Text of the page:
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In COVID-19 vaccination pivot, Canada targets frontline workers

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By Anna Mehler Paperny

TORONTO (Reuters) – Canada is shifting its vaccination campaign to target frontline workers, moving away from a largely age-based rollout as the country tries to get a handle on the raging third wave of the pandemic.

Canada‘s approach thus far has left unvaccinated many so-called “essential workers,” like daycare providers, bus drivers and meatpackers, all of whom are among those at higher risk of COVID-19 transmission. Provinces are now trying to adjust their strategy to tackle the surge driven by new variants.

Targeting frontline workers and addressing occupation risk is vital if Canada wants to get its third wave under control, says Simon Fraser University mathematician and epidemiologist Caroline Colijn, who has modelled Canadian immunization strategies and found “the sooner you put essential workers [in the vaccine rollout plan], the better.”

Initially, Canada prioritized long-term care residents and staff for the vaccines, as well as the very elderly, health workers, residents of remote communities and Indigenous people.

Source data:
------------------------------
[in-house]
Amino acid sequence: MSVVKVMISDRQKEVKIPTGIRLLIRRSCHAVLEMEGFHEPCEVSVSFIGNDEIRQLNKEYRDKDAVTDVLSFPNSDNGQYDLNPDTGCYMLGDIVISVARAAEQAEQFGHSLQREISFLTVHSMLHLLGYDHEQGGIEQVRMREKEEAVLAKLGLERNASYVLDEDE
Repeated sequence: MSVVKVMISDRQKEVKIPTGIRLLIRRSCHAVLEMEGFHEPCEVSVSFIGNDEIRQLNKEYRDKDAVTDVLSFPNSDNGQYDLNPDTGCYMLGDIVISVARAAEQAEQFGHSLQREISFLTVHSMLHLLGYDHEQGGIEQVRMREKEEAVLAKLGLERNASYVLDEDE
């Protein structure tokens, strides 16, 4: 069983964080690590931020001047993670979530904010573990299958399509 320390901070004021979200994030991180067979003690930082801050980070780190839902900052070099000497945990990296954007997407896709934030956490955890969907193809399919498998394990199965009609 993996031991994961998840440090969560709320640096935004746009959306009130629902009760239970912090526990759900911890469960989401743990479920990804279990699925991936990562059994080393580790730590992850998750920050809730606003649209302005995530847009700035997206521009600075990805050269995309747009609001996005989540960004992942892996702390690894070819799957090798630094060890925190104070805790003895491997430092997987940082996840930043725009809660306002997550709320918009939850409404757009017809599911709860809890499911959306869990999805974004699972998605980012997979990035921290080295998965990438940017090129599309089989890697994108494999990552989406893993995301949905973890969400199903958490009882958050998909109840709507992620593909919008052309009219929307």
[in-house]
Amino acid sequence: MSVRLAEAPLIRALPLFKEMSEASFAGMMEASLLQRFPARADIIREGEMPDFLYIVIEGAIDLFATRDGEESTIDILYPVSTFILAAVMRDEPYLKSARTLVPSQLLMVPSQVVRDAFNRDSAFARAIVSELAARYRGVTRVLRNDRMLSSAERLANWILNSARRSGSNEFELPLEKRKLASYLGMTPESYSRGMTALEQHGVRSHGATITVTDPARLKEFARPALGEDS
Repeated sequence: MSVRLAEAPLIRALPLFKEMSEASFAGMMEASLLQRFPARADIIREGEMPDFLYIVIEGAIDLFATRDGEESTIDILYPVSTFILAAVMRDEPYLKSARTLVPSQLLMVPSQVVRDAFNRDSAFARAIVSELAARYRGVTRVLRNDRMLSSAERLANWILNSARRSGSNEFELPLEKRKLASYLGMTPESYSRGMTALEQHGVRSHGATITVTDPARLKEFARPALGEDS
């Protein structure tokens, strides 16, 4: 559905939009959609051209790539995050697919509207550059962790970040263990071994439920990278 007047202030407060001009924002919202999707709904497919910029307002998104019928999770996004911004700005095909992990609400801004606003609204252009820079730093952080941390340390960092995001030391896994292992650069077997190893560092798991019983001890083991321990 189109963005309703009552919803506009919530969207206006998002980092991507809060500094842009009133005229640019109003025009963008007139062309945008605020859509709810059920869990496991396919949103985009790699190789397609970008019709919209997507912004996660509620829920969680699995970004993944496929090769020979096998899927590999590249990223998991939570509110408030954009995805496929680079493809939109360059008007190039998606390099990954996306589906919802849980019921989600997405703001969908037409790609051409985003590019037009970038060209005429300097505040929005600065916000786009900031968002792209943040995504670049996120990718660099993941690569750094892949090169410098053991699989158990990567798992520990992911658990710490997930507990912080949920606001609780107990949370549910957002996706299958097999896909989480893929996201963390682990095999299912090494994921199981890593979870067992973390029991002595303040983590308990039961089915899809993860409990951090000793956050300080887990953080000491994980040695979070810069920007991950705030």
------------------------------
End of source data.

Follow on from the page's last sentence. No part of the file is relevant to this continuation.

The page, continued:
Targeting vaccinations by age made sense early on in a pandemic that ravaged Canada‘s long-term care homes, Colijn said. But now, immunizing those at highest risk of transmission brings the greatest benefit.

“If you protect these individuals you also protect someone in their 60s whose only risk is when they go to the store. … The variants are here now. So if we pivot now, but it takes us two months to do it, then we will lose that race.”

Data released on Tuesday from the Institute of Clinical and Evaluative Sciences showed that Toronto’s neighbourhoods with the highest rates of COVID-19 infections had the lowest vaccination rates, underscoring the disparities in vaccination.

‘IT’S A JUGGERNAUT’

On Wednesday, Ontario Premier Doug Ford announced a plan to have mobile vaccine clinics target COVID-19 “hotspots” and high-risk worksites, although he stopped short of giving people paid time off to get the shot.

Karim Kurji, medical officer of health in York Region north of Toronto, characterizes the shift in vaccination priority from age to transmission risk as moving from defence to offence.

“It’s a juggernaut in terms of the immunization machinery, and turning it around takes a lot of effort,” Kurji said.

Meanwhile, officials in the western province of Alberta say they are offering vaccines to more than 2,000 workers at Cargill’s meatpacking plant in High River, site of one of Canada‘s largest workplace COVID-19 outbreaks. Provincial officials said in a statement they are looking to expand the pilot to other plants.